“Mom, can we make cookies?”
Those hazel eyes looked up at me lovingly last week, one hand pushing back her curls. I was about to put George down for a nap. Andrew was at school.
“Can we Mom?”
By some accidental spark of genius, or perhaps good intentioned folly, the unwritten rule in our house is that the only cookies we have are ones that we make. I have never stated this rule to the kids. It just became a fact. They don’t ask for cookies in the supermarket. If I bought them, they would ask me what they were for.
Unfortunately, stay at home mom or not, I do not always feel like baking cookies. But, once we get started, I love to see them peering into the stand mixer. I love to see the anticipation in their eyes when I pull off the beater and let them lick it. I even love it when my daughter turns the stand mixer on way too high (even after she said she wouldn’t) and flour poufs everywhere. By the end, I manage to forget about the floor and am asking Gladys to try a chocolate chip before we pour them in the bowl, just to make sure they taste right. I had used the same recipe as my mother, the one out of that blue McCall’s cookbook from the 60’s. You know, the one that has those fabulous now vintage pictures and the hints on how to set a proper breakfast table for your husband on a weekday morning.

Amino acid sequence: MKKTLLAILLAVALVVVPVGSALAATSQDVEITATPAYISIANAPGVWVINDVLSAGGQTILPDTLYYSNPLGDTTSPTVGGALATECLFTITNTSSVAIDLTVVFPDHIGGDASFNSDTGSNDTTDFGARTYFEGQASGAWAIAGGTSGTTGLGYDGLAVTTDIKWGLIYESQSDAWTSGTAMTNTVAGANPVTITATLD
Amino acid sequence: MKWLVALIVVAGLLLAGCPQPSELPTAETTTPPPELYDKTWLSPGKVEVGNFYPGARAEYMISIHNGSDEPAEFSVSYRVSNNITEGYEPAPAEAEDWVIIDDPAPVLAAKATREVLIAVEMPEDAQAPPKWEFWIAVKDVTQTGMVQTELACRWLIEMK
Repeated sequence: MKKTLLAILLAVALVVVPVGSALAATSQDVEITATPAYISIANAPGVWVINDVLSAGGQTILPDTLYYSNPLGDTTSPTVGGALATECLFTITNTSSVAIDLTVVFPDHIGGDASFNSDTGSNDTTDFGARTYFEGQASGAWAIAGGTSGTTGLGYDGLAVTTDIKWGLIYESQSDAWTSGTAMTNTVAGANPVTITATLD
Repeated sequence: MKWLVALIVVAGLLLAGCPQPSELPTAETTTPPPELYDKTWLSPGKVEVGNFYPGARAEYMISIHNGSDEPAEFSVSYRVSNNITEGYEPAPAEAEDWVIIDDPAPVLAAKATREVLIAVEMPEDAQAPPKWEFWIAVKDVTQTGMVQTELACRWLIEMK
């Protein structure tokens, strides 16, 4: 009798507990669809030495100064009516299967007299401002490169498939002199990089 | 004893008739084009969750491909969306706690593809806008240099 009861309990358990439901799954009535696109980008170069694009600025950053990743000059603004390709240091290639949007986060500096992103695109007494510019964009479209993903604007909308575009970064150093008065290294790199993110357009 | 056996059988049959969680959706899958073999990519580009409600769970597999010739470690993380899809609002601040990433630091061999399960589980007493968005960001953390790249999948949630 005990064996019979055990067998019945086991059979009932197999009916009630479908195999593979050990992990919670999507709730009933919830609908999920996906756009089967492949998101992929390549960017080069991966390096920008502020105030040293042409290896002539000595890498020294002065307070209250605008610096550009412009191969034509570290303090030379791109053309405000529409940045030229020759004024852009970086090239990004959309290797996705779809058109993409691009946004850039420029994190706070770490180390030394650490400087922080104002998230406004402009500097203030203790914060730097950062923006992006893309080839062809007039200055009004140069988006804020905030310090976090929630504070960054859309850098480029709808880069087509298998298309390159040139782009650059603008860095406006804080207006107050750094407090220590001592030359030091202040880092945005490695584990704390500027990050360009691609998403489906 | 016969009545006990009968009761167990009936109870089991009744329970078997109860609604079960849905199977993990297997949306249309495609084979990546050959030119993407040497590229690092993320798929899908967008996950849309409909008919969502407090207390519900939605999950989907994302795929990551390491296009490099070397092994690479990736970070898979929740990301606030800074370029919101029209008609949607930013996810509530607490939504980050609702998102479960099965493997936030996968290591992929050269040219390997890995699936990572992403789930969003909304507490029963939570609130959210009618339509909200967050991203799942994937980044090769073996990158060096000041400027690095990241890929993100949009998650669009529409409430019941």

We made cookies.
The first batch came out of the oven just as it was time to go to the bus stop to greet Andrew.
“Shoes on, Honey. Grab your jacket. Time to get Andrew.”
“Let’s run, Mommy!”
Gladys loves to run. We hold hands. We run to the bus stop.
Andrew jumped off the bus stop happy as could be. He had a great day at school. He jumped into my arms, all 50+ pounds of my six year old. Gladys wanted to join in, so I picked her up too, holding on to Andrew’s back; these are Mommy muscles.
The three of us held hands and ran all the way home through the crisp fall air. My lungs felt clean.
Gladys announced our surprise before we made it to the door, but no words could be as powerful as the smell of warm cookies.
All of the sudden, I had gotten off the bus myself, like so many years ago.